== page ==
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Active Learning Increases Children's Physical Activity across Demographic Subgroups

Bartholomew, John B.1; Jowers, Esbelle M.1; Roberts, Gregory2; Fall, Anna-Mária2; Errisuriz, Vanessa L.1; Vaughn, Sharon2,3

Translational Journal of the American College of Sports Medicine: January 1, 2018 - Volume 3 - Issue 1 - p 1–9
doi: 10.1249/TJX.0000000000000051
Original Investigation

ABSTRACT Given the need to find more opportunities for physical activity (PA) within the elementary school day, this study was designed to asses the effect of Initiatives for Children's Activity and Nutrition (I-CAN!) active lessons on the following: 1) student PA outcomes via accelerometry and 2) socioeconomic status (SES), race, sex, body mass index (BMI), or fitness as moderators of this effect. Participants were 2493 fourth-grade students (45.9% male, 45.8% white, 21.7% low SES) from 28 central Texas elementary schools randomly assigned to intervention (n = 19) or control (n = 9). Multilevel regression models evaluated the effect of I-CAN! on PA, and effect sizes were calculated. The moderating effects of SES, race, sex, BMI, and fitness were examined in separate models. Students in treatment schools took significantly more steps than did those in control schools (β = 125.267, SE = 41.327, P = 0.002, d = 0.44). I-CAN! had a significant effect on moderate- to vigorous-intensity PA (MVPA), with treatment schools realizing 80% (β = 0.796, SE = 0.251, P = 0.001, d = 0.38) more MVPA than the control schools. There were no significant school-level differences on sedentary behavior (β = −0.177, SE = 0.824, P = 0.83). SES, race, sex, BMI, and fitness level did not moderate the effect of active learning on step count and MVPA. In conclusion, active learning increases PA within elementary students, and does so consistently across demographic subgroups. This is important because these subgroups represent harder-to-reach populations for PA interventions. Although these lessons may not be enough to help children reach daily recommendations of PA, they can supplement other opportunities for PA. This speaks to the potential of schools to adopt policy change to require active learning.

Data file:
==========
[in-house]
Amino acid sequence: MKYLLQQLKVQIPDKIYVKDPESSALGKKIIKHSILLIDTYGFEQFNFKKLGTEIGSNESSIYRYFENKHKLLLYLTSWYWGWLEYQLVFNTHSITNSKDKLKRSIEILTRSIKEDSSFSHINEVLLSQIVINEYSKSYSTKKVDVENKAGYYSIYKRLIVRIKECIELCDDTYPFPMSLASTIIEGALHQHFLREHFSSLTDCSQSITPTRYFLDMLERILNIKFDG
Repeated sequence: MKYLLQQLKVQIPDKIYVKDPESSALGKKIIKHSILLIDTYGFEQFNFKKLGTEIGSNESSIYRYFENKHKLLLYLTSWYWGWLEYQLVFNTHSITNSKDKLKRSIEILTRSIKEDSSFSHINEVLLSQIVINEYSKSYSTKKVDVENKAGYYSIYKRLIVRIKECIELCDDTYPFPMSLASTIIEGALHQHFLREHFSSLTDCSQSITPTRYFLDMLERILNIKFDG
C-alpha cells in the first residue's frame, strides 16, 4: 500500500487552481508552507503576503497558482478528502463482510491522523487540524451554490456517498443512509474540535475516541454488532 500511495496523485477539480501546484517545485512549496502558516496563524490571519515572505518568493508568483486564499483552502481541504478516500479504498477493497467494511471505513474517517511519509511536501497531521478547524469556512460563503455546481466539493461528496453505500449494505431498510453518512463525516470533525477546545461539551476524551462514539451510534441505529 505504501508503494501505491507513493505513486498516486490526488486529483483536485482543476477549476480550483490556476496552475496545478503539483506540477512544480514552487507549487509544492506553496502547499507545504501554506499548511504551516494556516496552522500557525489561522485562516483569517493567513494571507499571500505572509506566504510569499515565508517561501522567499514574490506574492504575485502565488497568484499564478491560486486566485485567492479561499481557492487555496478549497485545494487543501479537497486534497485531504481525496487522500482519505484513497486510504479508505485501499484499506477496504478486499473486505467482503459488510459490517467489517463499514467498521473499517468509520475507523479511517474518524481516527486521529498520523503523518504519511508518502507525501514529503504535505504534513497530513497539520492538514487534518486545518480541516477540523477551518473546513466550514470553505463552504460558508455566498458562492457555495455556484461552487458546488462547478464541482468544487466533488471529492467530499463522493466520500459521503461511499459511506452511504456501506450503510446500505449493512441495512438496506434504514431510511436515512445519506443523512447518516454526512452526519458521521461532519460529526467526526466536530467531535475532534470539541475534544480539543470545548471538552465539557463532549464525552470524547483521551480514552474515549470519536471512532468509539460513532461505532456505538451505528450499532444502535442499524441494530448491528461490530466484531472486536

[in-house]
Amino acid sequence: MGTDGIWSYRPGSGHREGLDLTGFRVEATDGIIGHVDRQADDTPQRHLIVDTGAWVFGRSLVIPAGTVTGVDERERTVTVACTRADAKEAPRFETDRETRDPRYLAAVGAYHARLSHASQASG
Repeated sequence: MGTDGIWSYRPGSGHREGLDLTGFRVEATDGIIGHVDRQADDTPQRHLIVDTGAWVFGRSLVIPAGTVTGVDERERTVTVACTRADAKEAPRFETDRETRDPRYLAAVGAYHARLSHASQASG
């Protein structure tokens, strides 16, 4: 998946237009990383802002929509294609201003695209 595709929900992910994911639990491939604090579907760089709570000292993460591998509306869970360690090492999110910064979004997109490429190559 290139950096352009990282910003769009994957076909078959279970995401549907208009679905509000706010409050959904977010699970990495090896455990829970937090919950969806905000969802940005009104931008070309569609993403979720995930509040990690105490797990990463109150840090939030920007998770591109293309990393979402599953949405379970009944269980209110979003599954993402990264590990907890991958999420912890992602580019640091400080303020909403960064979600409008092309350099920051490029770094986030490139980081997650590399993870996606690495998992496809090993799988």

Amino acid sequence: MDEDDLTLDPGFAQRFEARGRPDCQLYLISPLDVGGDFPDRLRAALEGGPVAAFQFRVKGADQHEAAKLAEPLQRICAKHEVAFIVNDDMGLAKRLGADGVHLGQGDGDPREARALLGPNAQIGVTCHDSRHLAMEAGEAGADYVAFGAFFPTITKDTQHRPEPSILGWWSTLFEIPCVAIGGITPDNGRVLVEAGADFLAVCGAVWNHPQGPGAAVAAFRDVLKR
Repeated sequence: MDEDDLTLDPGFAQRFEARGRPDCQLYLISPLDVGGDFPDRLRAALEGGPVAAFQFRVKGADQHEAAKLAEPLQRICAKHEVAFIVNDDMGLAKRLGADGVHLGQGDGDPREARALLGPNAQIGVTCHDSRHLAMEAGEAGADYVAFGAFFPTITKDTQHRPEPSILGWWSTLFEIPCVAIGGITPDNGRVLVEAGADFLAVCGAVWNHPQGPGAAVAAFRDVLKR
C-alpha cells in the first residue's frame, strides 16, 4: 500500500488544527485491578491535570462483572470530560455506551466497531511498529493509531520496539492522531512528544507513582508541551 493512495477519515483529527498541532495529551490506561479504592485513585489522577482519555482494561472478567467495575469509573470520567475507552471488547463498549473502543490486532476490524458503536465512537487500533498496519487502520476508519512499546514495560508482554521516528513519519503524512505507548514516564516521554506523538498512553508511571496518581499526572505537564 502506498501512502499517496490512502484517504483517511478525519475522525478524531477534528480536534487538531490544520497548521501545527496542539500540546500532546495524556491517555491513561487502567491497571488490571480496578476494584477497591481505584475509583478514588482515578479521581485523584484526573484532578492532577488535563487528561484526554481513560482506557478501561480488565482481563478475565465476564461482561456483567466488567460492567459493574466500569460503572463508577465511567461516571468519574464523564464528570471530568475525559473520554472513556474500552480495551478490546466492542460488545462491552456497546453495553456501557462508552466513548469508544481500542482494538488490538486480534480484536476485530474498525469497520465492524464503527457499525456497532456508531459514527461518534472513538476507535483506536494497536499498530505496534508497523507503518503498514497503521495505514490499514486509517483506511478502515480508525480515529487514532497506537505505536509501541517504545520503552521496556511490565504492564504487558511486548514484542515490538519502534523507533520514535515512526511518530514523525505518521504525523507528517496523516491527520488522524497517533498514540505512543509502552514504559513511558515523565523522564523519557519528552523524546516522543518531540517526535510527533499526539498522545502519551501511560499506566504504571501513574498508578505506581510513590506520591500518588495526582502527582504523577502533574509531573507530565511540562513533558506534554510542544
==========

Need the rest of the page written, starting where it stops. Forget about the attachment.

1The Department of Kinesiology and Health Education, The University of Texas at Austin, Austin, TX; 2The Meadows Center for Preventing Educational Risk, The University of Texas at Austin, Austin, TX; 3The Department of Special Education, The University of Texas at Austin

Address for correspondence: John B. Bartholomew, Ph.D., Department of Kinesiology and Health Education, The University of Texas at Austin, 2109 San Jacinto Blvd., Mail Stop D3700, Austin, TX 78712-1204 (E-mail: jbart@austin.utexas.edu).

© 2018 American College of Sports Medicine